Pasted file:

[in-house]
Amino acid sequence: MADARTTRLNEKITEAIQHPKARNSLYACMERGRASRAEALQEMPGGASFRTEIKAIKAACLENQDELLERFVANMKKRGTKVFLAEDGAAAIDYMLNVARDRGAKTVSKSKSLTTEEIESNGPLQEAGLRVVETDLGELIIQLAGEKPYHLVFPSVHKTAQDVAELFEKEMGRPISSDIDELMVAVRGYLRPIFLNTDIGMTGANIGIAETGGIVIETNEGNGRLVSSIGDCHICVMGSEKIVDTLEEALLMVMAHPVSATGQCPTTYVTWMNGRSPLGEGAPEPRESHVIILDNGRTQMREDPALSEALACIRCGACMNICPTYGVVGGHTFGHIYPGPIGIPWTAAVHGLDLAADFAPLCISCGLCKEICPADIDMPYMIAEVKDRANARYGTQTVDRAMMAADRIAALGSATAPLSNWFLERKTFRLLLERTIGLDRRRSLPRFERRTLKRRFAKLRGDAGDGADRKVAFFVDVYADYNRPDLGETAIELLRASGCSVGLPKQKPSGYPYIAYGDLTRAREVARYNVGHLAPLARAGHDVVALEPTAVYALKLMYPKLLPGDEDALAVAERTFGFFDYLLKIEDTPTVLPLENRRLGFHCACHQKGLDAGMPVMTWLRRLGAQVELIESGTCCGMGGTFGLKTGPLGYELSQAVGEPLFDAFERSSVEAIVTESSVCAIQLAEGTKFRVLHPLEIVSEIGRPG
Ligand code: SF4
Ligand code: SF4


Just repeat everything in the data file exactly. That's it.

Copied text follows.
[in-house]
Amino acid sequence: MADARTTRLNEKITEAIQHPKARNSLYACMERGRASRAEALQEMPGGASFRTEIKAIKAACLENQDELLERFVANMKKRGTKVFLAEDGAAAIDYMLNVARDRGAKTVSKSKSLTTEEIESNGPLQEAGLRVVETDLGELIIQLAGEKPYHLVFPSVHKTAQDVAELFEKEMGRPISSDIDELMVAVRGYLRPIFLNTDIGMTGANIGIAETGGIVIETNEGNGRLVSSIGDCHICVMGSEKIVDTLEEALLMVMAHPVSATGQCPTTYVTWMNGRSPLGEGAPEPRESHVIILDNGRTQMREDPALSEALACIRCGACMNICPTYGVVGGHTFGHIYPGPIGIPWTAAVHGLDLAADFAPLCISCGLCKEICPADIDMPYMIAEVKDRANARYGTQTVDRAMMAADRIAALGSATAPLSNWFLERKTFRLLLERTIGLDRRRSLPRFERRTLKRRFAKLRGDAGDGADRKVAFFVDVYADYNRPDLGETAIELLRASGCSVGLPKQKPSGYPYIAYGDLTRAREVARYNVGHLAPLARAGHDVVALEPTAVYALKLMYPKLLPGDEDALAVAERTFGFFDYLLKIEDTPTVLPLENRRLGFHCACHQKGLDAGMPVMTWLRRLGAQVELIESGTCCGMGGTFGLKTGPLGYELSQAVGEPLFDAFERSSVEAIVTESSVCAIQLAEGTKFRVLHPLEIVSEIGRPG
Ligand code: SF4
Ligand code: SF4